The First Buddhist Council – Part 1

Travis Rogers, Jr.

The First Buddhist Council – Part 1

5 mins

While continuing in the Thursday night class on the historical setting of the Hebrew Bible, we mentioned the first Buddhist council that was held upon the death of Siddhartha Gautama the Buddha in 483 BC (depending on which tradition one reads).

Life of the Buddha

Siddhartha Gautama was born into the Shakya clan c. 583 BC. His family were of the nobility in India but Siddhartha realized that he had led a sheltered life and renounced his life of privilege and began to wander, searching for the meaning of life. 

Siddhartha began to live off of alms, then turned to mediation, then asceticism, giving up everything. He was several times offered the chance to lead religious communities because each of those groups still focused on acquiring, even acquiring religious notoriety. One day, Siddhartha sat down beneath the bodhi tree and vowed not to move until he had found his awakening.


According to the Buddhist legends, Gautama was tempted by the demon Mara who could not keep Siddhartha from his quest. This was the subject of my first published work in G.W. Houston’s Cross and the Lotus. Mara’s three daughters then came to Siddhartha and tempted him. Their names were Taṇhā (Thirst), Arati (Aversion, Discontentment), and Rāga (Desire, Greed, Passion). The story strikingly resembles the temptation of Jesus in the wilderness.


Siddhartha indeed awakened to the Four Noble Truths: there is suffering, Suffering comes from craving, there is an end to suffering, and there is a path leading to the end of suffering. Siddhartha called the path to liberation the Middle Way. The Middle Way was avoiding any kind of extremism, between self-mortification and self-indulgence. 

Siddhartha Gautama the Buddha

The Middle Way was also described as the Noble Eightfold Path consisting of eight practices: right view, right resolve, right speech, right conduct, right livelihood, right effort, right mindfulness, and right meditation. It is a path of care for others and for our place among people.

Teaching the Dharma

Siddhartha doubted whether or not he should teach this Dharma or Universal Truth to humans because of the ignorance of humanity. It was said that God spoke to Siddhartha and said that at least some "with little dust in their eyes" will understand it.

Siddhartha began to travel the Ganges River plain and began receiving his own disciples. He was critical of Hinduism and the accumulated wealth of the priests. He became known as the Teacher. It was not for 200 years that he would be called the Buddha (the Enlightened One). He was sometimes called Shakyamuni or Sage of the Shakyas.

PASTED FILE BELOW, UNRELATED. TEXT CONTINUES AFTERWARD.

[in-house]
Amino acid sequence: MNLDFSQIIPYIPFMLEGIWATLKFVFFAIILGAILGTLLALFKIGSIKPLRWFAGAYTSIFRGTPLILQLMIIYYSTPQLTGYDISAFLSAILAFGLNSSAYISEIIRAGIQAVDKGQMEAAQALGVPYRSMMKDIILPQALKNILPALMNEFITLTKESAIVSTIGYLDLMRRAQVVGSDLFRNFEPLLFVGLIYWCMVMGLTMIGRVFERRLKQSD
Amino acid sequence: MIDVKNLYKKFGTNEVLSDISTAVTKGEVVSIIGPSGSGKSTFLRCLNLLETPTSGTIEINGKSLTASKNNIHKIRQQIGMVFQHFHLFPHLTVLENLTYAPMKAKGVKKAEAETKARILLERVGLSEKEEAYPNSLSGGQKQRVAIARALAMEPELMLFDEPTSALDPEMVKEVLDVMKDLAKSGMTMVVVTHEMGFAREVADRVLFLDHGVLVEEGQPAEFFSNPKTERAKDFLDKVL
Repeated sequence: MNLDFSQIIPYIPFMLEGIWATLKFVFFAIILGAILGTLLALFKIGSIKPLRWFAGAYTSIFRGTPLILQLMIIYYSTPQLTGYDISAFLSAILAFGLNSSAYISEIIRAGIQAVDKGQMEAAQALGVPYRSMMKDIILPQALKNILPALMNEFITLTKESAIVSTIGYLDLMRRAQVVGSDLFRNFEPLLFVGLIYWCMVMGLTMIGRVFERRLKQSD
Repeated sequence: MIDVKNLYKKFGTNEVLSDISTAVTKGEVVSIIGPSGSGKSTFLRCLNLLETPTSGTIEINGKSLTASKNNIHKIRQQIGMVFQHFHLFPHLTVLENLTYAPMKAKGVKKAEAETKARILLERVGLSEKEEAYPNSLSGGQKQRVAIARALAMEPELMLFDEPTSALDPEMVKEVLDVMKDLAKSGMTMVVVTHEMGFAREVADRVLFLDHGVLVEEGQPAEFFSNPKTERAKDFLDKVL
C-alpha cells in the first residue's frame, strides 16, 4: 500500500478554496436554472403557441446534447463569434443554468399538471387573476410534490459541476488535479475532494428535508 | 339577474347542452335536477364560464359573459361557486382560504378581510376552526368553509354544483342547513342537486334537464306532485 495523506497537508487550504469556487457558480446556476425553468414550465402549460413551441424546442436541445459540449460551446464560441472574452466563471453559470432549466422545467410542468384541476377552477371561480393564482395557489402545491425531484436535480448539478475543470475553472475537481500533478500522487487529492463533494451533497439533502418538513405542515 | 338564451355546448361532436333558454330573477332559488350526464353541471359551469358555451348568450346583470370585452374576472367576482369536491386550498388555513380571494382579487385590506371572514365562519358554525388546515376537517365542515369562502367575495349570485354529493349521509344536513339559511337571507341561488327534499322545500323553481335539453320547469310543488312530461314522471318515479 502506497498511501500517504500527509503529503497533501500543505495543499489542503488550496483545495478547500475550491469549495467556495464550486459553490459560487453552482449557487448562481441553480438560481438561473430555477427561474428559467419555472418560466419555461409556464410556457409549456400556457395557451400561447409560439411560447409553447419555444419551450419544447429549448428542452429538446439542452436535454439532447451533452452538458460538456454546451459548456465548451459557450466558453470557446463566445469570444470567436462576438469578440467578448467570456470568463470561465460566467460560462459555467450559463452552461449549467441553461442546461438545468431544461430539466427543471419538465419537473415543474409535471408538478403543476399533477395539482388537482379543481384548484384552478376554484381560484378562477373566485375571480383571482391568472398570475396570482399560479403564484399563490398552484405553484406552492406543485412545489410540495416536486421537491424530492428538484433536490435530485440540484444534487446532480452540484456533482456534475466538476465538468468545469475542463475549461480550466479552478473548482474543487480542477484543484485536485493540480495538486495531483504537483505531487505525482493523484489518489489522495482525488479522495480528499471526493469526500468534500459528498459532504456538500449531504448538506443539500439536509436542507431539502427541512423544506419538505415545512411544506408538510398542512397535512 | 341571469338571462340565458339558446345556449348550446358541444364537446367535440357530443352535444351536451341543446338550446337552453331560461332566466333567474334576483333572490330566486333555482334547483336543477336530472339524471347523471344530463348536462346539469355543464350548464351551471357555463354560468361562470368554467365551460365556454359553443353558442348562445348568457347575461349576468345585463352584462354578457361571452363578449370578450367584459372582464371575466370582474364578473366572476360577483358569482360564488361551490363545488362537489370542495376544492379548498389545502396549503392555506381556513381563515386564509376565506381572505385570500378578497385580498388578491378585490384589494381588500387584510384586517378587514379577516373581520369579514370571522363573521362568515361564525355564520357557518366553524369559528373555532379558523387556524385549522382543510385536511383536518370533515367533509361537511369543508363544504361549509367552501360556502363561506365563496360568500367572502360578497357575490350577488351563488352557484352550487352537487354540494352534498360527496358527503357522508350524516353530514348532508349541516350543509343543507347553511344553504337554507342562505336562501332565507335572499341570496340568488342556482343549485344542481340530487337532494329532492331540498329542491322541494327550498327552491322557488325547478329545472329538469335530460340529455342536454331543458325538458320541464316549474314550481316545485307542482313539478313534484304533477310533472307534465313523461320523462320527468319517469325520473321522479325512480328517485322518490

Establishing the Sangha

 His first sermon was taught in a deer park and is now known as the Benares Sermon. Former ascetics saw the wisdom of the Middle Way and these new followers became the first Sangha or Buddhist community. For the remaining 45 years of his life, Siddhartha traveled the Ganges Plain teaching a diverse range of people from nobles to servants, ascetics and householders, murderers such as Angulimala, and cannibals such as Alavaka.

The Sangha traveled throughout India, Nepal, and Tibet teaching the Dharma. Siddhartha’s son, Rahula, became a disciple when he came of age. Eventually, others of the Shakya clan joined Siddhartha, even his own father Suddhodana eventually joined the Sangha. Those who converted were said to have entered the stream.

One of the most important converts was Siddhartha’s cousin Ananda. 


Ananda was blessed with a phenomenal memory and became known as the Treasurer of the Dharma. Ananda focused on acting as scribe, assistant, secretary to Siddhartha and did not seek how own enlightenment for years.

AnAnda with the Buddha

It was Ananda who suggested to Siddhartha to establish and order of nuns. A group of women from the Shakyas came asking to be ordained. At first, Siddhartha set the idea aside. At Ananda’s urging, Siddhartha allowed the Shakya women to be ordained, being the start of the bhikkhunī order of nuns. 

Māra, the demon who had tempted Siddhartha, had visited the Buddha and had renounced evil and entered the stream. Siddhartha had decided to die in three months. When Ananda heard this, he wept. The Buddha consoled Ananda, however, pointing out that Ananda had been a great assistant, being sensitive to the needs of so many different people. If Ananda was earnest in his efforts, he would indeed attain enlightenment soon. Siddhartha then pointed out to Ananda that all conditioned things are impermanent: all people must die.

The Three Jewels

Siddhartha told Ananda to take refuge in the Three Jewels—the Buddha, the Sangha, and the Dharma. Ananda would follow this but history would show that the Three Jewels also took refuge in Ananda.

Ananda is well remembered and loved for his memory, compassion, and eloquence. He became one of the most loved figures in the history of Buddhism. But while the bhikkhunīs adored him, the males looked on him with resentment.

The First Buddhist Council

When the First Buddhist Council convened c. 480 BC, the city of Rajagaha was selected for the meeting of the council. It was held near the Saptaparni Cave where the Buddha had spent so mcu time meditating. All other Bhikkhus not involved in the council were asked not to come to Rajagaha for the rainy retreat. The Council was sponsored by King Ajatasattu who was a firm believer in the Buddhist faith and it was he who provided the necessary accommodation, food, and security for the gathering. It was chaired by Mahakassapa together with 499 arhats or disciples who had reached Enlightenment.

Ananda was not invited.

This article was orginally reported by
Travis Rogers, Jr.

Travis is the Publisher with Nicole and is the Editor-in-Chief and Sales Manager.